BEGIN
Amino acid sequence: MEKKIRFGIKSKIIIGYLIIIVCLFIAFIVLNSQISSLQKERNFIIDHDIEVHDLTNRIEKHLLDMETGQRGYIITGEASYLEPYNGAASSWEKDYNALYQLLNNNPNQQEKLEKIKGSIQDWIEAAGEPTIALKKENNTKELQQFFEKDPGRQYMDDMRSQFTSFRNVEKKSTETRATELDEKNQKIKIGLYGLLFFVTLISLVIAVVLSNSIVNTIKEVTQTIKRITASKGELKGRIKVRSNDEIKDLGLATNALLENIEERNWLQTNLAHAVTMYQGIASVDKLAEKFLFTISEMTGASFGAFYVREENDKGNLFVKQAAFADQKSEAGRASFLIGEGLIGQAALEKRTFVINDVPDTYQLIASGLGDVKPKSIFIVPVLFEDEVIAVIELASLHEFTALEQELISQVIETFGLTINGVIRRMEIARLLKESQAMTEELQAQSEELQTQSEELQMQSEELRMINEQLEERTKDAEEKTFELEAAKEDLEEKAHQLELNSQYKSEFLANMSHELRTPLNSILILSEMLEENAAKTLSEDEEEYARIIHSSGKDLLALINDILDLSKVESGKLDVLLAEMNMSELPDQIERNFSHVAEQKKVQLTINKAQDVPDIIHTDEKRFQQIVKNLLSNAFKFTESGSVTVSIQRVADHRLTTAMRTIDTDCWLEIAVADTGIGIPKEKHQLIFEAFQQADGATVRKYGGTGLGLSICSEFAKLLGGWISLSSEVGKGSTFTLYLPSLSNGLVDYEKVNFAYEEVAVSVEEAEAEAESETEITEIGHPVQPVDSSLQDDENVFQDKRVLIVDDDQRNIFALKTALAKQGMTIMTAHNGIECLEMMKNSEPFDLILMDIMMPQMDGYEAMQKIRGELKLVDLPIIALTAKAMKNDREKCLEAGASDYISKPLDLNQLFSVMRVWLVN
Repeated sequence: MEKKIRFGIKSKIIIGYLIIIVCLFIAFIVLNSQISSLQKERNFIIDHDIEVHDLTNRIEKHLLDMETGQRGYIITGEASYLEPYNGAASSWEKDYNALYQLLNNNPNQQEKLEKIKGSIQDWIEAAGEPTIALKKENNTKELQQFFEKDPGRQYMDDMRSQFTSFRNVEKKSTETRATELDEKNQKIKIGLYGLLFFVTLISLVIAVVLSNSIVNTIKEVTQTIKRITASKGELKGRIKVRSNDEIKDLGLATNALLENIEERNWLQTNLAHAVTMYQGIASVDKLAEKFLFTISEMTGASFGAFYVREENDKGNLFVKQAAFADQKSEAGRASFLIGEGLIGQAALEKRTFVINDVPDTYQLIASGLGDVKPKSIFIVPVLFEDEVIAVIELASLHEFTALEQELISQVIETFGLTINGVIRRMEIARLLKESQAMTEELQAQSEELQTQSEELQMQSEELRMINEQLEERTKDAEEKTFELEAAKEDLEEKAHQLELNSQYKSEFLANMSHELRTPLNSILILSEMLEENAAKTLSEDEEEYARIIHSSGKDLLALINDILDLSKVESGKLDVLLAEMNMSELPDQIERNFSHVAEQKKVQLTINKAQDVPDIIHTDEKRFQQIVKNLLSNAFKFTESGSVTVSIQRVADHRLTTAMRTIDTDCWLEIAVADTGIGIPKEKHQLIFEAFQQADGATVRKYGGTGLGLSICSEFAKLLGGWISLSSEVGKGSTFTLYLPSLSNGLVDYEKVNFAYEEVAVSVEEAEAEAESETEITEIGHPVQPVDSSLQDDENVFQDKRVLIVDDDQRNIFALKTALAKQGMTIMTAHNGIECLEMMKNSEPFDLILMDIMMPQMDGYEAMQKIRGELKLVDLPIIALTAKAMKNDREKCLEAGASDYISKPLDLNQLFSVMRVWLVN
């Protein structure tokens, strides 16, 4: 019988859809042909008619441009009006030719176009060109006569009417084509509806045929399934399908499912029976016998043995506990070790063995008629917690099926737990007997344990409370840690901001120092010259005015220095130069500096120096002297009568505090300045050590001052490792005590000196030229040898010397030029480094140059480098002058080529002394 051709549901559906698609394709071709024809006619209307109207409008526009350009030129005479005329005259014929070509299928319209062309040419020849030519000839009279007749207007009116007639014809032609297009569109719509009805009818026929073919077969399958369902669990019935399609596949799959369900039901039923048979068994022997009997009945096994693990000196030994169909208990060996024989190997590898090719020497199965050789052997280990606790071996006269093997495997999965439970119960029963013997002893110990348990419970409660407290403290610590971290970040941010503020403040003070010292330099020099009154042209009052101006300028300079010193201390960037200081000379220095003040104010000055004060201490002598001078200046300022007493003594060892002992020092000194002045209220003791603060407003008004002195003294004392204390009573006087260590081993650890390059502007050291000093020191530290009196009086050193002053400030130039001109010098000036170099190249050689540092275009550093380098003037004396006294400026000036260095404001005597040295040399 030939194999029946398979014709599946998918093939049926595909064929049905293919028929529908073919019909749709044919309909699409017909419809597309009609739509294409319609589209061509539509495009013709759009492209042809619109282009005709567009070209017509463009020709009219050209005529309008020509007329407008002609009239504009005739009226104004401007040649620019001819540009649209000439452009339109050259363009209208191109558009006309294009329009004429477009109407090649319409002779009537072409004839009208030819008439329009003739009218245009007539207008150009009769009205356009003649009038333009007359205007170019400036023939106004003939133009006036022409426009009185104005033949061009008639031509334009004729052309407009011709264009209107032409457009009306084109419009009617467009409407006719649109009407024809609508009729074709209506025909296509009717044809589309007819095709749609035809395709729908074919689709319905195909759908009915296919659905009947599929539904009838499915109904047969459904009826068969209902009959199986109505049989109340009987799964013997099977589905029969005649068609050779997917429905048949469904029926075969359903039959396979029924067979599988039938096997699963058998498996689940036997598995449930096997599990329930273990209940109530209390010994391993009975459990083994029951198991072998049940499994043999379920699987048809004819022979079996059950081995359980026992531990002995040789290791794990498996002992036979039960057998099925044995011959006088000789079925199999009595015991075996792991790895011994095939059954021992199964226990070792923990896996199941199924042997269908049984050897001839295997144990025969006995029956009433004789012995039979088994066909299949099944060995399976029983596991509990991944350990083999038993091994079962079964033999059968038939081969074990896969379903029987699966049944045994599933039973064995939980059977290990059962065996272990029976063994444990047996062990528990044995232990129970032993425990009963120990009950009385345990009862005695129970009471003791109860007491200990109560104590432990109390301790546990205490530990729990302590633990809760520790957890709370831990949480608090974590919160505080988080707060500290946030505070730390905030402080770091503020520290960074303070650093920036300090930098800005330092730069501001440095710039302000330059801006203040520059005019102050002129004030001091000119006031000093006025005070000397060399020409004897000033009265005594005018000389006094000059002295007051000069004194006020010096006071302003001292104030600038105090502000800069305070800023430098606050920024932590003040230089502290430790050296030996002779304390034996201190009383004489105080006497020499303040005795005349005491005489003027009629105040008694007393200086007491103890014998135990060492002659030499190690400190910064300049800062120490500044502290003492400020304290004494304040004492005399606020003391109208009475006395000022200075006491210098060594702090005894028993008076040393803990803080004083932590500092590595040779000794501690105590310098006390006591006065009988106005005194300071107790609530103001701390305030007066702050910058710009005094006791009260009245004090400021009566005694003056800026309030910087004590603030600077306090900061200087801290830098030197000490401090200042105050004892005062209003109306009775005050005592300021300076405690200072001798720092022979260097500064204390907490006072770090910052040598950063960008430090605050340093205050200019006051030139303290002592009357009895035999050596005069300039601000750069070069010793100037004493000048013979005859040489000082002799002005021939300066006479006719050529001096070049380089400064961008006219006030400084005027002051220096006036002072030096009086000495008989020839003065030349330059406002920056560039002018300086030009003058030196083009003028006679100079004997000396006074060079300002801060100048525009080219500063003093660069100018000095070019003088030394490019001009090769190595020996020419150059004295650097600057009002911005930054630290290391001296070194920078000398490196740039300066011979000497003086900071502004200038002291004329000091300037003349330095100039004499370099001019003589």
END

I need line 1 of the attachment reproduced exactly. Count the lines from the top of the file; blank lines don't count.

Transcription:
Amino acid sequence: MEKKIRFGIKSKIIIGYLIIIVCLFIAFIVLNSQISSLQKERNFIIDHDIEVHDLTNRIEKHLLDMETGQRGYIITGEASYLEPYNGAASSWEKDYNALYQLLNNNPNQQEKLEKIKGSIQDWIEAAGEPTIALKKENNTKELQQFFEKDPGRQYMDDMRSQFTSFRNVEKKSTETRATELDEKNQKIKIGLYGLLFFVTLISLVIAVVLSNSIVNTIKEVTQTIKRITASKGELKGRIKVRSNDEIKDLGLATNALLENIEERNWLQTNLAHAVTMYQGIASVDKLAEKFLFTISEMTGASFGAFYVREENDKGNLFVKQAAFADQKSEAGRASFLIGEGLIGQAALEKRTFVINDVPDTYQLIASGLGDVKPKSIFIVPVLFEDEVIAVIELASLHEFTALEQELISQVIETFGLTINGVIRRMEIARLLKESQAMTEELQAQSEELQTQSEELQMQSEELRMINEQLEERTKDAEEKTFELEAAKEDLEEKAHQLELNSQYKSEFLANMSHELRTPLNSILILSEMLEENAAKTLSEDEEEYARIIHSSGKDLLALINDILDLSKVESGKLDVLLAEMNMSELPDQIERNFSHVAEQKKVQLTINKAQDVPDIIHTDEKRFQQIVKNLLSNAFKFTESGSVTVSIQRVADHRLTTAMRTIDTDCWLEIAVADTGIGIPKEKHQLIFEAFQQADGATVRKYGGTGLGLSICSEFAKLLGGWISLSSEVGKGSTFTLYLPSLSNGLVDYEKVNFAYEEVAVSVEEAEAEAESETEITEIGHPVQPVDSSLQDDENVFQDKRVLIVDDDQRNIFALKTALAKQGMTIMTAHNGIECLEMMKNSEPFDLILMDIMMPQMDGYEAMQKIRGELKLVDLPIIALTAKAMKNDREKCLEAGASDYISKPLDLNQLFSVMRVWLVN